However, that the consequences ones decision to not protect themselves can reach far beyond that person and their decision.

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44 minutes ago, jagoffee said:

Also no one knows that the vaccine effectiveness does not last for two years or more.

No they do not.   They also do not know if it even lasts a year. Because at this point our knowledge about COVID19, its mechanisms of action, and immunity is still extremely limited.  The latest research concerning antibodies indicates dramatically different rates with different people.  With some they fade away in weeks in others they may last years, even decades.  A lot depends on how much of immunity is due to the antibodies and how much to other components such a t-cells.

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On 3/27/2021 at 4:46 AM, nomad098 said:

 

Funny thing is UK government just announced that over 70's will be offered a booster jab come September to help fully vaccinate against covid and it's variants, so would this mean that over 70's are not fully protected until they have had their booster shot in September?

 

Another strange one Princess require people to be vaccinated based upon their own definition for cruises out of the UK for cruises around the UK, where the vaccine uptake will be around 70%+ but according to their own information there is no vaccination requirement for all the other cruises they presently have on sale in areas where uptake looks to be a lot lower

 

 **Vaccine policy Given the advanced progress of the UK vaccination programme and strong expressed preference on the part of our guests for this limited series of UK coastal cruises, these UK sailings on Regal Princess and Sky Princess (running from July 31 through to September 28) will be for UK resident, COVID-19 vaccinated guests only. For these cruises the definition of “vaccinated” is a minimum of seven days following the second dose of the currently approved COVID-19 vaccines being administered. Proof of vaccination and the dates given will be required (approved forms of evidence will be confirmed closer to time of departure) and this will be required to be shown at the terminal prior to boarding. Failure to provide this evidence will result in denial of boarding. There is no age restriction on this series of UK coastal cruises but all guests of all ages must meet the requirements of the COVID-19 vaccination policy. All other Princess Cruises holidays currently on sale do not require guests to be vaccinated. 

 

Seems to me that Princess are setting their policy by social media posts and the personal beliefs of their executives rather than sound scientific advice or advice from the UK government.

 

 

 

More likely for those places where they actually might sail they are setting the requirements based upon what the country they are sailing out of requires them to do.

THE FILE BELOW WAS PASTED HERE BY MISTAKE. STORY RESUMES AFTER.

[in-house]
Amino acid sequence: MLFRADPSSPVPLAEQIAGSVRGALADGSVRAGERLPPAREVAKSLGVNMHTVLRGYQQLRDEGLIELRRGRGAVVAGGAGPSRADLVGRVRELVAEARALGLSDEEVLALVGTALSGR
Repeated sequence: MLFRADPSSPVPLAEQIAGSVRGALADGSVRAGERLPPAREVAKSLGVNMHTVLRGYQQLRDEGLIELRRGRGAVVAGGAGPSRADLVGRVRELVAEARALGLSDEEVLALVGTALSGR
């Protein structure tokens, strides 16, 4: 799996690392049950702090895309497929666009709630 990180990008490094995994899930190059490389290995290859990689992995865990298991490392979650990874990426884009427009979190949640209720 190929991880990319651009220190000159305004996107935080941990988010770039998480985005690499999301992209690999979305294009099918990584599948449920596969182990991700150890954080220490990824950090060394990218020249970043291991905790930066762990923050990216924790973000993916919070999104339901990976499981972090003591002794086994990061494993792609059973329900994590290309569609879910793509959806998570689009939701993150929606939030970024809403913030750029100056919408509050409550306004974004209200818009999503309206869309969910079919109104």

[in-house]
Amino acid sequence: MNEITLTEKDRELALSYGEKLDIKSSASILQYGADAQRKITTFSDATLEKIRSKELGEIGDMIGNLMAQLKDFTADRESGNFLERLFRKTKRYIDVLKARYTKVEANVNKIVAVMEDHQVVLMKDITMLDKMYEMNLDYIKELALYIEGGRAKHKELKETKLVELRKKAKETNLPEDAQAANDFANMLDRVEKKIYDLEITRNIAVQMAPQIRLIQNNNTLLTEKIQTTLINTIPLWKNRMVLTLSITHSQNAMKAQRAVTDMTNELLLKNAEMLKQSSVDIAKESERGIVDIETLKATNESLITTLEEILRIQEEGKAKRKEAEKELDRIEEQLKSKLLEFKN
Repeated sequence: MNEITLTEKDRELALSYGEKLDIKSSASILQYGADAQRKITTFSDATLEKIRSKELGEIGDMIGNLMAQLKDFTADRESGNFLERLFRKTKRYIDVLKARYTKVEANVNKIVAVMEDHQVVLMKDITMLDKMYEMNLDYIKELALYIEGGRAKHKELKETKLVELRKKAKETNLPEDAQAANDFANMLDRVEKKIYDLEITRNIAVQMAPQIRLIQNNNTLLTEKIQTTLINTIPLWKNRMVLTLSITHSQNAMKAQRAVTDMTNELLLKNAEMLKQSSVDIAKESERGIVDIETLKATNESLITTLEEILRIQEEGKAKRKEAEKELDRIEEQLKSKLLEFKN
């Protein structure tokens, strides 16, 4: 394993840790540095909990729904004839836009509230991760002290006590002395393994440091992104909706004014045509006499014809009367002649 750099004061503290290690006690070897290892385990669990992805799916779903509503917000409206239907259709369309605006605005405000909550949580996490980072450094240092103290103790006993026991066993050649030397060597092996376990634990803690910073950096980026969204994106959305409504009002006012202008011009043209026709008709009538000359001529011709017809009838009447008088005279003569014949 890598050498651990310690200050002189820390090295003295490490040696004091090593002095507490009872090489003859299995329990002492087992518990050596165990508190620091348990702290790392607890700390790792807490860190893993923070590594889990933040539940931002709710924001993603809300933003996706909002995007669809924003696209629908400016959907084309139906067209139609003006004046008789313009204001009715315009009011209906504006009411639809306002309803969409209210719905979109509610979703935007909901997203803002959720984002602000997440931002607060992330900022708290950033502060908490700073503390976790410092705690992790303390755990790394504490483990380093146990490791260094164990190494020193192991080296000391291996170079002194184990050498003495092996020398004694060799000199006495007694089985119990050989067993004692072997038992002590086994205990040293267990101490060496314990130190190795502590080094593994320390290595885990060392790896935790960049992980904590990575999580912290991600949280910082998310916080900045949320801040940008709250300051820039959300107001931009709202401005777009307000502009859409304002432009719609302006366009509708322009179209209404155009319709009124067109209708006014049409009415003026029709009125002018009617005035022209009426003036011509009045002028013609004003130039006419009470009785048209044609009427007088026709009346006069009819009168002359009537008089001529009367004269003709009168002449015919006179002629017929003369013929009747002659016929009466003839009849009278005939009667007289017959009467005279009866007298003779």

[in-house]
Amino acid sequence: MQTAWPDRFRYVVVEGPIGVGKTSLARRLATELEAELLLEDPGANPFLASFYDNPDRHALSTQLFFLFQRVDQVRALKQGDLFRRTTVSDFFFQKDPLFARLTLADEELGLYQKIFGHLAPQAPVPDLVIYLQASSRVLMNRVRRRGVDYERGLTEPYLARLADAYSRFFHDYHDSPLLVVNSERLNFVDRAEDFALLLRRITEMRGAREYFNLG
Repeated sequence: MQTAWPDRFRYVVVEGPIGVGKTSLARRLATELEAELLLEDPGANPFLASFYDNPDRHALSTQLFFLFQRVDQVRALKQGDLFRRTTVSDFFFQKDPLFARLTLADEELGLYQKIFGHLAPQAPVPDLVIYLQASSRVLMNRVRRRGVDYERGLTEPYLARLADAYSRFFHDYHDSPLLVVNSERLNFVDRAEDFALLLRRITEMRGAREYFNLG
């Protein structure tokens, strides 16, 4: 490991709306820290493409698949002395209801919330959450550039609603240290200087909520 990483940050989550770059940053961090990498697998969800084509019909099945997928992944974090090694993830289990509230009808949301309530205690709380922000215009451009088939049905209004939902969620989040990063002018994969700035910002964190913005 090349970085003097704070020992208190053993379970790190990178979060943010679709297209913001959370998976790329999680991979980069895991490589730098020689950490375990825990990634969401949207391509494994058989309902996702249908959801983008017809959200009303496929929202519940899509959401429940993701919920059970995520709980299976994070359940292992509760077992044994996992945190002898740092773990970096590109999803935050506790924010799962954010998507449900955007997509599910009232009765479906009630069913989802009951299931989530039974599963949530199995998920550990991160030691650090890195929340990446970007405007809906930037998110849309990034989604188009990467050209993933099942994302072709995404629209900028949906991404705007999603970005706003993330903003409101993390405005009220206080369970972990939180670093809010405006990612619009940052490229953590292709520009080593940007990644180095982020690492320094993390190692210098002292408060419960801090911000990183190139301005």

For those that have little likely hood of sailing why list more restrictions when it is unclear if they will sail or what those restrictions might be.

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46 minutes ago, beg3yrs said:

And I read it as K.T.B. feels that by 2023 everyone will be vaccinated and that's why restrictions could be eased. We will never get to the point where everyone is vaccinated and if K.T.B. thinks that can happen, well ....


you are right.  Everyone will not be vaccinated.But to get on a cruise ship in the foreseeable future it might be required that everyone be vaccinated. 
 

 

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1 hour ago, Steelers36 said:

 

 

@wowzz, I would appreciate you quoting a source or two for this "evidence".  I have failed to find any since several Canadian provinces saw a sliver of light and jumped to 16 week gap.  The mfr (Pfizer) does not recommend anything like 12 or 16 weeks.  The CDC, the EMA (Europe), our own PHAC (Canada) are all at 3-6 weeks max.  In Canada, a separate body of medical people - the NACI - came out with something to suggest up to 16 weeks okay.  But they provided no details as to what the decision was based on. 

 

As @dogmentioned, the NACI is already reviewing what they very recently published.  Seems like they jumped the gun and we may see a revision - at least for more vulnerable groups. 

 

I think it is legitimate to question the continued efficacy of the Pfizer vaccine (and, BTW, what you stated above, @wowzz, is not a panacea across all vaccines).  I am addressing the Pfizer in this posting and its efficacy long term may be compromised by implementing such a long gap.  There have not been studies done with such a gap AFAIK. 

 

I have submitted formal inquiries to our Federal and Provincial authorities to explain the science or medical rationale for the decision.  When I received my second appointment notice, I wrote them back requesting an earlier date per known guidelines (not NACI).  It was recent, so I don't have a reply yet, but not very hopeful.  Just forcing them to address the issue.

 

Since the 16-week gap idea came out, the chorus of questions has grown.  Ontario jumped on it as a political move, thinking to vaccinate more people once was better than vaccinating less people properly.

 


I wrote my local health department and got an answer to why 16 week delay between shots. Answer : we are doing what we were told to do by the government. 

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40 minutes ago, nocl said:

More likely for those places where they actually might sail they are setting the requirements based upon what the country they are sailing out of requires them to do.